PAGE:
Managing blood pressure in barbershops yields substantial improvements

Managing blood pressure in barbershops yields substantial improvements

By going into spaces where people felt at ease, doctors found patients were more receptive to testing and treatment for high blood pressure.

But a study yesterday said they can also help encourage men to get their high blood pressure under control. Of the 309 men who completed the six-month study, 132 were randomly assigned to receive monitoring and medication from a pharmacist who visited the barbershop, while the other 171 were encouraged by barbers to engage in lifestyle modifications and schedule doctor appointments. By pairing pharmacists with barbershops, doctors found they could make a dent in a public health problem that often leads to heart attacks and strokes.

"In conclusion, medication management that was delivered in barbershops by specialty-trained pharmacists, as compared with standard management afforded by primary care practices, resulted in much larger blood-pressure reductions in black male patrons of those shops who had hypertension", said lead author Ronald G. Victor, MD, associate director of the Smidt Heart Institute at Cedars-Sinai. Black men reduced one of their biggest medical risks through a novel project that shows the power of familiar faces and trusted places to improve health.

"There is a different level of trust and respect that's earned when you meet people where they are, instead of in a hospital or clinic", said C. Adair Blyler, a pharmacist who treated patrons while they were in the barbershops.

Victor et al. noted one of the limitations of their study is pharmacists targeted blood pressure below 130/80 mm Hg, while primary care providers for control-group participants may have used an in-office goal of 140/90. Their systolic blood pressure dropped from 155 mmHg at the start of the study to 145 mmHg after six months.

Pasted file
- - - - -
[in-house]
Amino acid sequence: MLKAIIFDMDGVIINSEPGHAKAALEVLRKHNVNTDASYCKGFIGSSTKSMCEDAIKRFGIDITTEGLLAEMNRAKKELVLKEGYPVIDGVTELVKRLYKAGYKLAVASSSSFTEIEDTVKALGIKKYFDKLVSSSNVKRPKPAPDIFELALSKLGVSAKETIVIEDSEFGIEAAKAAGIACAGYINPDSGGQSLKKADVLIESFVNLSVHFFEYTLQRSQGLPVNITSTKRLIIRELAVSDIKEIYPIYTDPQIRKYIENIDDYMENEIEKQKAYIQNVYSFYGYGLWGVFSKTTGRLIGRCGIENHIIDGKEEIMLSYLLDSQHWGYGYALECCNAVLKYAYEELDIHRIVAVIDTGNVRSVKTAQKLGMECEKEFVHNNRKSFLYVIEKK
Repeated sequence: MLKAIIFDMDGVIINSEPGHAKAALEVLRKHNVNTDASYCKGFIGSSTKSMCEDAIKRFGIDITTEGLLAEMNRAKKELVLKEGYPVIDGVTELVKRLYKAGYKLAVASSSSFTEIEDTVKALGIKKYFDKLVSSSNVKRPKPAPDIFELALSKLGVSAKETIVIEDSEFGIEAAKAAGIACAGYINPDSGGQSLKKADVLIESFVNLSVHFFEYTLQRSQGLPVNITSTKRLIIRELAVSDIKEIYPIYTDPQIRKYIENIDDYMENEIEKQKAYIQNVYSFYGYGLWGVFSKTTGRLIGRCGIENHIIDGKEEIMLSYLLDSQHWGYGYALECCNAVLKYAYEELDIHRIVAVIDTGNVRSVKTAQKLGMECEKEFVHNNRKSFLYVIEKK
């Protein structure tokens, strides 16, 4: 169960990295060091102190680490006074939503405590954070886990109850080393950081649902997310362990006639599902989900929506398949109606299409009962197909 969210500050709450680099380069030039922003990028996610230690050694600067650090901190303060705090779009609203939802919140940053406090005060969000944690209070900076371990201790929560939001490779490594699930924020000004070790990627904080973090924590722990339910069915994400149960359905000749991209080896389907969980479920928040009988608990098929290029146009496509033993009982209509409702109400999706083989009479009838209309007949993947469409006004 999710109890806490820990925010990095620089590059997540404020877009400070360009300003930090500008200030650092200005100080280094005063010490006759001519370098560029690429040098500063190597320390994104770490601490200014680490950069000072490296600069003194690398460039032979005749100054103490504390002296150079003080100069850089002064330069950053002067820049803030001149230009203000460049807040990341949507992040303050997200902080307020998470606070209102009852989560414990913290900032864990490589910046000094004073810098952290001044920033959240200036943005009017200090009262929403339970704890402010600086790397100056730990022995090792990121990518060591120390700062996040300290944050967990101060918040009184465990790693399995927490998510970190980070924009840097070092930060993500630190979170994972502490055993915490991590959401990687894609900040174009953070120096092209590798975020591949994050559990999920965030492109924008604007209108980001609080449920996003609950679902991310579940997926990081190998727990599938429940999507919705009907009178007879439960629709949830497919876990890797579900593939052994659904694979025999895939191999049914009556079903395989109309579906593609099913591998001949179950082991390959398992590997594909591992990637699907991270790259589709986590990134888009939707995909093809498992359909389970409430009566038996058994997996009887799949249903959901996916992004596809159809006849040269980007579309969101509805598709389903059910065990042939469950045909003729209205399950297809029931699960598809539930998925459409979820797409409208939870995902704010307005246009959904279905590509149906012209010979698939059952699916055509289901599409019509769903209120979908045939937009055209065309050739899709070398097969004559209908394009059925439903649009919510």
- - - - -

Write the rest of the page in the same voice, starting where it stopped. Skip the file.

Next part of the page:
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In total, 309 men completed the study-representing a 95 percent cohort retention -and all received an intervention created to help them lower their blood pressure. Diastolic blood pressured dropped by 4 mm Hg in this group. And after six months, 11.7 percent's blood pressure was in the healthy range. "For a lot of the men it would be impractical to say "well I'll come see the doctor three weeks from Wednesday at 3 o" clock in the afternoon.'" Eric Muhammad owns A New You Barber and Beauty Salon and said participating in the program is easy. "Sometimes it takes that extra kick in the butt", Muhammad said. Dr. Victor has a very honest desire to bring down blood pressure in people in general, and in black men in particular.

"This is a very significant effect for a hypertension trial of any kind", said Victor, whose hypertension was diagnosed by a barber in Dallas during his first barbershop-based study in the 1990s.

Researchers have started a second phase of the study to determine if the benefits can be sustained for another six months.

Victor also hopes to expand the program to other parts of the country, including African-American men with more moderate blood pressure levels.

The findings were presented March 12 at the American College of Cardiology's annual scientific session and published simultaneously in The New England Journal of Medicine.

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